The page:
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Heat Rate, Efficiency and Feedwater Heater Performance

Improving Your Power Plant’s Feedwater Heater Efficiency Can Reduce Your Heat Rate

With fuel accounting for as much as 80% of production costs, power companies are striving to improve reductions in heat rate, efficiency savings and other means of shaving costs from their bottom lines. They recognize that a key way to reduce a power plant’s heat rate – and fuel costs – is to enhance its feedwater heater performance.

The U.S. Energy Information Administration expresses heat rates in British thermal units (Btu) per net kWh generated. Net generation is the amount of electricity a power plant or generator supplies to the power transmission line connected to the power plant. It accounts for all the electricity that the plant consumes to operate the generator(s) and other equipment, including fuel feeding systems, boiler water pumps, cooling equipment, pollution control devices and more.

Therefore, by optimizing the efficiency of systems such as the feedwater heater operation, a power plant can make a direct, positive impact on its heat rate. In fact, it’s estimated that a one percent improvement in heat rate can save up to $500,000 in fuel costs annually (based on a fuel cost of $1.25/million Btu, capacity factor of 85% and boiler efficiency of 88%).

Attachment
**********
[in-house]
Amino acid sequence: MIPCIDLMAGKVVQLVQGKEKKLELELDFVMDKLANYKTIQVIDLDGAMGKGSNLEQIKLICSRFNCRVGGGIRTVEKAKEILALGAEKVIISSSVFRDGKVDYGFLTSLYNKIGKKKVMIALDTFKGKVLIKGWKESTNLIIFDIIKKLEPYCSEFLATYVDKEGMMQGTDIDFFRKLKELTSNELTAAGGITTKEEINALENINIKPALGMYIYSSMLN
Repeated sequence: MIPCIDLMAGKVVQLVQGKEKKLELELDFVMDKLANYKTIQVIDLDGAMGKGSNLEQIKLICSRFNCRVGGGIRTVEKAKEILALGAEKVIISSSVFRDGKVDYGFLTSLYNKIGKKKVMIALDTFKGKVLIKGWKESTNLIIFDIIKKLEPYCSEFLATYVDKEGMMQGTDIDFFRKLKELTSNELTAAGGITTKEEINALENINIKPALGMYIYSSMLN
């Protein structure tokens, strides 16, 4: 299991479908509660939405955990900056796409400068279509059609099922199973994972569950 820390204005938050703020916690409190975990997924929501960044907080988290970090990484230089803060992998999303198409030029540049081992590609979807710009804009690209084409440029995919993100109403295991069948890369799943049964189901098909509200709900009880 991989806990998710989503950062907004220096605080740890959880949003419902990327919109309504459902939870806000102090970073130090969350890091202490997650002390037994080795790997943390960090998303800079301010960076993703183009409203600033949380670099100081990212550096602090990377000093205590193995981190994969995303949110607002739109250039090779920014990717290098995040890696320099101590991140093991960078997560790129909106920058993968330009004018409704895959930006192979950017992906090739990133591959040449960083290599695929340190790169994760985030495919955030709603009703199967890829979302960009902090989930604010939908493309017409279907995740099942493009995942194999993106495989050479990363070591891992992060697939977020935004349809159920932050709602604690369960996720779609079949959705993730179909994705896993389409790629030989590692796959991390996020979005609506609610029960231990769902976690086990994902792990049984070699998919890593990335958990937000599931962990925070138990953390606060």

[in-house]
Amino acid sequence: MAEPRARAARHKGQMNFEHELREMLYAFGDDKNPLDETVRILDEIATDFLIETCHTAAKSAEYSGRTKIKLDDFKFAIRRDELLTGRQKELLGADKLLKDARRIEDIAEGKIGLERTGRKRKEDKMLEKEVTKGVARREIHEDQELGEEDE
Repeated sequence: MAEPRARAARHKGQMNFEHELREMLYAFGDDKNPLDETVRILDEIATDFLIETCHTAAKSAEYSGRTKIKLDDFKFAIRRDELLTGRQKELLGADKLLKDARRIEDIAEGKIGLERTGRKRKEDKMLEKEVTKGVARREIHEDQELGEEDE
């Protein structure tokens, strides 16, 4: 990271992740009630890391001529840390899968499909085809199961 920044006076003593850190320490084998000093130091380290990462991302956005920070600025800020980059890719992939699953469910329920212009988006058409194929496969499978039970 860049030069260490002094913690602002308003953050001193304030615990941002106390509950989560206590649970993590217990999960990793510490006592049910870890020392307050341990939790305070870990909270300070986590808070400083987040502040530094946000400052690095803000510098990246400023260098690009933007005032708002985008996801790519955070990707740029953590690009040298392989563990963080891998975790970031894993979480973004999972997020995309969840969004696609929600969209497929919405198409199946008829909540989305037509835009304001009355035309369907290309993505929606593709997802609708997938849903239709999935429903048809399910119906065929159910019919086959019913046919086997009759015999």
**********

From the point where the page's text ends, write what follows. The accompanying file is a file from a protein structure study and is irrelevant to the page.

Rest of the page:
Is your feedwater heater costing you money? Magnetrol has put together a comprehensive information kit to help you answer this question. Our informative Heat Rate Reduction Kit demonstrates how you can manage controllable losses through effective, accurate feedwater heater performance, which in turn reduces heat rate and fuel costs.

Heat Rate Facts for the Power Industry
Average Operating Heat Rate for Selected Energy Sources, 2011

Coal 10,444 Btu/kWh

Petroleum 10,829

Natural Gas 8,152

Nuclear 10,464

Average Tested Heat Rates by Prime Mover and Energy Source, 2011

  Coal Petroleum Natural Gas Nuclear

Steam

Generator

10,128 10,414 10,414 10,464
Gas Turbine - 13,637 11,569 -
Internal Combustion - 10,428 9,923 -
Combined Cycle - 10,650 7,603 -

Source: U.S. Energy Information Administration